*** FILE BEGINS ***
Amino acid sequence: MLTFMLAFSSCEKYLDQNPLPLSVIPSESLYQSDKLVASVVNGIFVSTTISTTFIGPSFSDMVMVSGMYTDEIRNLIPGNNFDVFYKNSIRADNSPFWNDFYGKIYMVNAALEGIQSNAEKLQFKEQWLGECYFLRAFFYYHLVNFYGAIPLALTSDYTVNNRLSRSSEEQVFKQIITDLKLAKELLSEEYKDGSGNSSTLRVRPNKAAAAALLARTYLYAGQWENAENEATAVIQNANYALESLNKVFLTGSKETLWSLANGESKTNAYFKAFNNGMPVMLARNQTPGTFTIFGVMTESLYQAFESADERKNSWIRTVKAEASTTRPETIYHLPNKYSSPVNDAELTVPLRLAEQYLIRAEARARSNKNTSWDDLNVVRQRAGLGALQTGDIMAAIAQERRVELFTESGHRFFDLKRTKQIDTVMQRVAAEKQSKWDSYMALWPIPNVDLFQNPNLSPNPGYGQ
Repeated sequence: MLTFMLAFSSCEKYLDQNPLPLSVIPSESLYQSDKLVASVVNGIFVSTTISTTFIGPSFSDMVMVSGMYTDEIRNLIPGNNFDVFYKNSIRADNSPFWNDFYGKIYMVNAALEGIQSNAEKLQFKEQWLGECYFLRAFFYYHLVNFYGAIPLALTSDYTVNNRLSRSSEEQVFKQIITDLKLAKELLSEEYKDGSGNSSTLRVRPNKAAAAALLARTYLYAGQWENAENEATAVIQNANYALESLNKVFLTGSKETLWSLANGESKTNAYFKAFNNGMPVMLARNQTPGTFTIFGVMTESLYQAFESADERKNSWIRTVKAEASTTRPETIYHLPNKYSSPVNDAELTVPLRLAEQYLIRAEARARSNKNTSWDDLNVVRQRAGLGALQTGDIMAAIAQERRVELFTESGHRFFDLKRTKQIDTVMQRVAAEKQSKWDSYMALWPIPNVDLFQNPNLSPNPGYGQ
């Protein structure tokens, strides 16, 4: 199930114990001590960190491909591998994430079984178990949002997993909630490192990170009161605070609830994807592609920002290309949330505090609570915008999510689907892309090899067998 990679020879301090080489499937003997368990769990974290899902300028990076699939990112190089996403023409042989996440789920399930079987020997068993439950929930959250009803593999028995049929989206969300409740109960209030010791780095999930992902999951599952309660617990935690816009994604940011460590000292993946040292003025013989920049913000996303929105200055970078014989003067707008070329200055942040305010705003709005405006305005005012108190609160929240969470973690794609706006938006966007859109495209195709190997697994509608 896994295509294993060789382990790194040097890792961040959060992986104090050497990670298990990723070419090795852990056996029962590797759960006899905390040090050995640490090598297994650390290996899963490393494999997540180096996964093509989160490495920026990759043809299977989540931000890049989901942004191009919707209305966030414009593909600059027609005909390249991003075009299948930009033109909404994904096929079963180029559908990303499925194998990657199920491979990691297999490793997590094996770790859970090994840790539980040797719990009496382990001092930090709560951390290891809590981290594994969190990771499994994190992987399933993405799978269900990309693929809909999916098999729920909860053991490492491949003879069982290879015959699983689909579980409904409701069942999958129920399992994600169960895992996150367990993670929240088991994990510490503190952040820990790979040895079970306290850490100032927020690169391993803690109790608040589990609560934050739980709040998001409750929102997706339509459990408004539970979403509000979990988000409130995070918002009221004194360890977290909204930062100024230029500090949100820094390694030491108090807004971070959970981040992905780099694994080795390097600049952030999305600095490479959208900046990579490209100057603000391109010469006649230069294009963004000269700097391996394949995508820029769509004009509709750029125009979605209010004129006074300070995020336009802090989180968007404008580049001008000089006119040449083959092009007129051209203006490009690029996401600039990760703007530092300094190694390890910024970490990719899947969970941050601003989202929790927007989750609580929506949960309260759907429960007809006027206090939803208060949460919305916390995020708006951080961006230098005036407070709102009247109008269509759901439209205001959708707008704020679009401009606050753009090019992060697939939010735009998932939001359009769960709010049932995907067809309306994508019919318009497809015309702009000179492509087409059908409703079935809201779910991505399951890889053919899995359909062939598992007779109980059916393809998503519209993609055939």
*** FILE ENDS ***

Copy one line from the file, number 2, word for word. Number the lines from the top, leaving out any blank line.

Repeated sequence: MLTFMLAFSSCEKYLDQNPLPLSVIPSESLYQSDKLVASVVNGIFVSTTISTTFIGPSFSDMVMVSGMYTDEIRNLIPGNNFDVFYKNSIRADNSPFWNDFYGKIYMVNAALEGIQSNAEKLQFKEQWLGECYFLRAFFYYHLVNFYGAIPLALTSDYTVNNRLSRSSEEQVFKQIITDLKLAKELLSEEYKDGSGNSSTLRVRPNKAAAAALLARTYLYAGQWENAENEATAVIQNANYALESLNKVFLTGSKETLWSLANGESKTNAYFKAFNNGMPVMLARNQTPGTFTIFGVMTESLYQAFESADERKNSWIRTVKAEASTTRPETIYHLPNKYSSPVNDAELTVPLRLAEQYLIRAEARARSNKNTSWDDLNVVRQRAGLGALQTGDIMAAIAQERRVELFTESGHRFFDLKRTKQIDTVMQRVAAEKQSKWDSYMALWPIPNVDLFQNPNLSPNPGYGQ